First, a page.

Starting next school year, pasta and other grain products in public schools will have to be whole-grain rich, or more than half whole grain. That includes rolls, biscuits, pizza crust, tortillas and even grits.

The requirement is part of a government effort to make school lunches and breakfasts healthier. Championed by first lady Michelle Obama, the new standards have been phased in over the last two school years, with more changes coming in 2014.

Supervisor of Food and Nutrition for Missoula School District One, Stacey Rossmiller, said the only real challenge her staff has faced with the new guidelines is a question of calories.

"In the past we've had a minimum number of calories that we've had to serve the kids, but now we have a maximum number of calories that we are allowed to serve," Rossmiller said. "We had already moved over to the whole-grain stuff as well as serving more fruits and vegetables, so that was where our big change came in."

Rossmiller said the change has brought some interesting feedback from students and their parents.

"I've actually had parents call and say their kids were coming home hungry because they aren't getting enough to eat," Rossmiller said. "But, they can have as many extra fruits and vegetables as they want, just not another entree. Tell that to a 17 year-old high school boy and you know how far that goes."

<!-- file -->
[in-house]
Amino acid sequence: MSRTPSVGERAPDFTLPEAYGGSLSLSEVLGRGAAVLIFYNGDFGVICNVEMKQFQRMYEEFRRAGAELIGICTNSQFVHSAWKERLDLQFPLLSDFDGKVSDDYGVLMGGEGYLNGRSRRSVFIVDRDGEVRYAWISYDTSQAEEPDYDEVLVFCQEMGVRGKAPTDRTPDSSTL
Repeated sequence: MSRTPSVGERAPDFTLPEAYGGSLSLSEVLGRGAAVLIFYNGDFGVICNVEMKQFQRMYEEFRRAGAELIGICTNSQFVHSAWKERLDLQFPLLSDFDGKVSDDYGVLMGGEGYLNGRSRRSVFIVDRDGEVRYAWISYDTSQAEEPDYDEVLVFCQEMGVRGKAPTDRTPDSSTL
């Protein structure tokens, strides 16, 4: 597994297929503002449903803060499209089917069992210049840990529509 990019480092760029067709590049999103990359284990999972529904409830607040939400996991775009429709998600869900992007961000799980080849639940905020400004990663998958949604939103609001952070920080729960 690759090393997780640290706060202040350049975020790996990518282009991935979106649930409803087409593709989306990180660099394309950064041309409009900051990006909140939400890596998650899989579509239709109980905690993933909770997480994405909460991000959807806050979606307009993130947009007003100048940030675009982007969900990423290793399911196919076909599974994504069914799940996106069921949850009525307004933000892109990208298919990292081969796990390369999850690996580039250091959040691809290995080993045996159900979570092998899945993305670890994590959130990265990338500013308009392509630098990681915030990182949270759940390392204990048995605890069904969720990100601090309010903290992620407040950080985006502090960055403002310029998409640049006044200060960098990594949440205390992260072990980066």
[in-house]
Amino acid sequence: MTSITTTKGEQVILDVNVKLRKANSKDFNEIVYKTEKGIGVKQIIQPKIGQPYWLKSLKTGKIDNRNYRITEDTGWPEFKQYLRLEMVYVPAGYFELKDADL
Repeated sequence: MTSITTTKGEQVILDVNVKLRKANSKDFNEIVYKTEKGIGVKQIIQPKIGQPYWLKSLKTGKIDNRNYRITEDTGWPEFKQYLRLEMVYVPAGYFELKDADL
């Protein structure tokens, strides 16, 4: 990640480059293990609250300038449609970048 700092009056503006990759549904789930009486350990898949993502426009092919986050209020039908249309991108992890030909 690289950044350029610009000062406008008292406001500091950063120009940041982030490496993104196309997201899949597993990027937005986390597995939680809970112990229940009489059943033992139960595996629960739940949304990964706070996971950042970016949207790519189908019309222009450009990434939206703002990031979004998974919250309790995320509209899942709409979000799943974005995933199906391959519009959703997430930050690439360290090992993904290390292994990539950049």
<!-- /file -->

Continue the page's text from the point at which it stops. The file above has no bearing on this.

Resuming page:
Rossmiller and her staff put out some impressive numbers as they feed Missoula's public schoolchildren.

"We average about 6,000 meals a day including breakfast and lunch, that's thousands and thousands of pounds of food," Rossmiller said. "By the end of the year, we will serve over one million meals to the kids in the school district at a yearly cost of about $1 to 1.5 million."

Rossmiller said the program is sustained mostly through state and federal funds, however, students are charged for their meals, and many qualify for free or reduced cost meals.

"Breakfast starts $1.45 and lunch can be as much as $2.50 per meal," Rossmiller said. "I challenge anybody to go through McDonald's or Wendy's and get a healthy, nutritious meal like we're serving their kids for that cost, because it's not going to happen."

Supervisor of Food and Nutrition for Missoula School District One Stacey Rossmiller